Bending technology: a collaborative approach towards digital fabrication
Zamora Barroso, Diego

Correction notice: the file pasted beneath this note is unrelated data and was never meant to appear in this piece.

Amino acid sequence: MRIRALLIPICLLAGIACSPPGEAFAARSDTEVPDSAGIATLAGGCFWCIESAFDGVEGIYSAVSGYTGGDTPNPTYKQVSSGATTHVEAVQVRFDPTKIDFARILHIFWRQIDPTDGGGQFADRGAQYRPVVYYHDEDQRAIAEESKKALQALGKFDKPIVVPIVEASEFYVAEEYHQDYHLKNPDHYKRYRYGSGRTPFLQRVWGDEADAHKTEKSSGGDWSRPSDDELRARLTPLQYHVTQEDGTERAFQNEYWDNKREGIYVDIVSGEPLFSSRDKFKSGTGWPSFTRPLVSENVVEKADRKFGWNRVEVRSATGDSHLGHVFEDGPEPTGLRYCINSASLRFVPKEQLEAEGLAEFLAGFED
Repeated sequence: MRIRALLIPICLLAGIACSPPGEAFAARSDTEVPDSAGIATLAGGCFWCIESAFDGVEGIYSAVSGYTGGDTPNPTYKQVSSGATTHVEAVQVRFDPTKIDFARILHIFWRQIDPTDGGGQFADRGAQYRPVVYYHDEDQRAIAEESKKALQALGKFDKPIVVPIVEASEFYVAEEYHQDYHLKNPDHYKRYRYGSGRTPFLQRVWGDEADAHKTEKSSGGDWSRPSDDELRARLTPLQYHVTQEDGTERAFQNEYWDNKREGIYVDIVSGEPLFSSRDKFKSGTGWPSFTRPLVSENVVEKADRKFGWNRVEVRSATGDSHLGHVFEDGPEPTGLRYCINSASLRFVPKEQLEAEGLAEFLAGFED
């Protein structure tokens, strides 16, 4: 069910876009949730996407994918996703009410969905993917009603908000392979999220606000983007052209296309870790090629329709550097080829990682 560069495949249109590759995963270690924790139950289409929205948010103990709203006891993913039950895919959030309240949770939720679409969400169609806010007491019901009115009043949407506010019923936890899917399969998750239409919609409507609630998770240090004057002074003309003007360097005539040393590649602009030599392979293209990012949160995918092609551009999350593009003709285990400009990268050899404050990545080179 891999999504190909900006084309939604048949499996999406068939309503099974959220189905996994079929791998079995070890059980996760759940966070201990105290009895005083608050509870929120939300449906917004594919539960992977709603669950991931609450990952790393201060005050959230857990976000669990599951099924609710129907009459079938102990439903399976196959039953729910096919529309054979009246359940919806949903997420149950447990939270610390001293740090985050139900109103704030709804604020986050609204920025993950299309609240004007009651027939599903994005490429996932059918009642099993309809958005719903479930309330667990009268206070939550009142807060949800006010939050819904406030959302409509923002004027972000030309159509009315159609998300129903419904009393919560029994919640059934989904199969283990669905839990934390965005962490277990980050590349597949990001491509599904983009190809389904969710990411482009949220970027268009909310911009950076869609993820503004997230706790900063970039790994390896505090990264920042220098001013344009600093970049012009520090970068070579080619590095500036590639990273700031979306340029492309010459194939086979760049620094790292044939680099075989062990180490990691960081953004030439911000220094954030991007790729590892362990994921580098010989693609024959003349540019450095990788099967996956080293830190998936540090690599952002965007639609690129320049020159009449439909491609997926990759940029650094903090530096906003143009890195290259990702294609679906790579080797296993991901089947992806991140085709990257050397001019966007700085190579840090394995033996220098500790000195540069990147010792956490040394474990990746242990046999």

This practice-based research investigates how interdisciplinary collaborations can help creative practitioners overcome perceived barriers and the notion of risk when approaching emerging technologies. This research aims to present an understanding of methods and theory that focuses on the exploration of technology within creative, collaborative contexts. More specifically, makers and craftspeople using desktop 3D printing in Scotland. The fluidity and unique qualities of this technology challenges established notions of expertise, labour and materiality. I explore the rhetorical notion of ’disruptive technologies’ through contextual research, collaborative workshops, one-to-one experiments and reflective practice. Information and communication technologies are blurring the roles and participation of audiences and producers (Gauntlett, 2011; Ritzer and Jurgenson, 2010; Toffler, 1980); as a consequence, online communities are becoming centres of development and innovation. These communities share some traits with Von Hippel´s definition of creative communities in which “user-led innovation” emerges (Von Hippel, 2005). However, the role that these communities of practice play, such as hackers, makers and users on the fringes of technological adoption, remains under studied. The debate on how to analyse these environments is split between Science Technology Studies (STS) Scholarship and design-centred approaches (Pinch and Oudshoorn, 2008). STS scholarship is dominated by the argument that technological development is not independent of social factors (e.g. Pinch and Bijker, 1984). However, cultural explanations remain anthropocentric and fail to recognise the role of the industrial drive in engineering and design (Sporton, 2015). This thesis explores this divide by proposing a framework developed through case studies, workshops, ethnographic research methods and participatory action research. Craft-related practices are exemplary for their relation to process and material exploration (Adamson, 2007a). The modernisation of local economies and the models of post-industrial production could displace the role of those practitioners who lack opportunities to explore emerging technologies (Atkinson et al., 2009; Bunnell, 2004; Marshall, 1999, 2008a). In an increasingly digital era, the relationship between collaborative creative practice, direct material manipulation and digital fabrication technologies need to be the subject to analysis. As an example of an emerging and purportedly ‘disruptive’ technology, 3D printing has been touted as a revolution in manufacturing, allegedly captivating the mind of consumers and creatives (Anderson, 2012; Berman, 2012). 3D printing and the online communities coalescing around it are creating new territories through collaboration, and this emerging technology brings to material practice a fluidity that belonged to the digital alone. Early adopters and artists, such as Michael Eden, Neri Oxman and Geoffrey Mann (Johnston, 2015), contributed to the development of a narrative that is still being contested by creative practitioners. This context offers a fertile environment for understanding the role of creative practitioners in technological dissemination. This relation is explored through hybrid research methodologies in which I act as a facilitator, a hacker, collaborator and sometimes as a technical service provider. This thesis sets out to question the materiality of 3D printing, its role as a creative tool, and challenge the perception of its impact on handmade practices. From this body of creative practice and reflection, longitudinal collaborations are presented that analyse different stages in creative, collaborative relationships mediated by technology - that is when a technology is at the centre of the creative relationship. Case study one focuses on the development of a method for creating a hybrid between 3D printing and textile design. Case study two examines the development of an image-based approach towards generating geometry that amalgamates painting, 3D modelling and printing. Case study three focuses on the potential use of 3D printers for generating media to accelerate processes within embroidery. These case studies and workshops have provided an opportunity to develop digitally mediated collaborations, leading to insights into collaborative practice and perceptions around emerging technologies within craft-based practices; thus, providing a creative context for the research and positioning this project within the field. Reflective practice is used as the primary mode of inquiry. This offers a unique insight into the development of a reflexive approach towards collaboration. The original contribution to knowledge of this research project lies in the proposal of a method for creating and analysing digitally mediated creative collaborations, as well as challenging techno-deterministic conceptions of technological dissemination. I propose to ‘bend technology’ as a low-level approach towards emerging technologies. This thesis includes a series of workshops, a portfolio of creative experiments, case studies and a body of 3D printed samples and works that range from conceptual artistic interventions to novel methods for 3D printing.